Boston and New York: Houghton Mifflin, 1921.
Two volumes. xviii, 260p; ix, 238p. Illustrated. Small 4to. Green cloth with architectural ornaments in gilt on the upper covers, t.e.g. Exceptionally nice copies in dust jackets. Books with just trifling rubbing to edges, front panel of Vol. II dust jacket toned. Slipcase perished. Item #22596
Burnham (1846-1912) was a major Chicago architect and planner - and the chief architect for the World's Columbian Exposition, as well as many iconic buildings.
"Mr. Burnham was the Director of Works at the Chicago World's Fair in 1893, where he formed friendships with Theodore Thomas, Charles F. McKim, Augustus Saint-Gaudens, and Frank Millet, which continued through their lives. In 1901 he was associated with McKim, Saint-Gaudens, and Frederick Law Olmsted in preparing the new plans for Washington, which are now being carried out. Then came plans for West Point, Cleveland, San Francisco, Manila, Baguio, and Chicago. He was deeply interested in the American Academy in Rome and took part in raising its endowment. Among his buildings are the railway stations in Washington, Pittsburgh, Chicago and New Orleans: office buildings in every city from Boston to San Francisco, and from Chicago to New Orleans. Finally he was Chairman of the National Commission of Fine Arts until his death in 1912.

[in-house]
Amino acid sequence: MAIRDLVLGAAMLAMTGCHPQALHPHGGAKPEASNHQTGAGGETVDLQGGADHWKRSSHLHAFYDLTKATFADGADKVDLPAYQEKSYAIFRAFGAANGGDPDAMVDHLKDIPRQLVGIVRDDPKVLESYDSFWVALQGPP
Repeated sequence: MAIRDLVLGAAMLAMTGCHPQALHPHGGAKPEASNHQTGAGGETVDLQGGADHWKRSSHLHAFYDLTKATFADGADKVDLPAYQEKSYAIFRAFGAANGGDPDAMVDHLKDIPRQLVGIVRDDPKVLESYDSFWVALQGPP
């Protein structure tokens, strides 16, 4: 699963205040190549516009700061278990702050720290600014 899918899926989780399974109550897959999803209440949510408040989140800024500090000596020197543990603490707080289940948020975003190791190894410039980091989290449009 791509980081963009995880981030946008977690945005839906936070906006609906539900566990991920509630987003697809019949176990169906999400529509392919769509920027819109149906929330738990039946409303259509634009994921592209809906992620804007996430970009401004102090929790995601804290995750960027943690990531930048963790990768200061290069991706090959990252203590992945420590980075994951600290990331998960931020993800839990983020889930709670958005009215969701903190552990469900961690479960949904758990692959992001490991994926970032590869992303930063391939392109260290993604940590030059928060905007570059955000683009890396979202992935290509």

Mr. Burnham established the principles of city-planning in this country and laid foundations on which cities are being constructed and reconstructed; and the story of his life has to do even more with the future than with the past." (Slipcase blurb).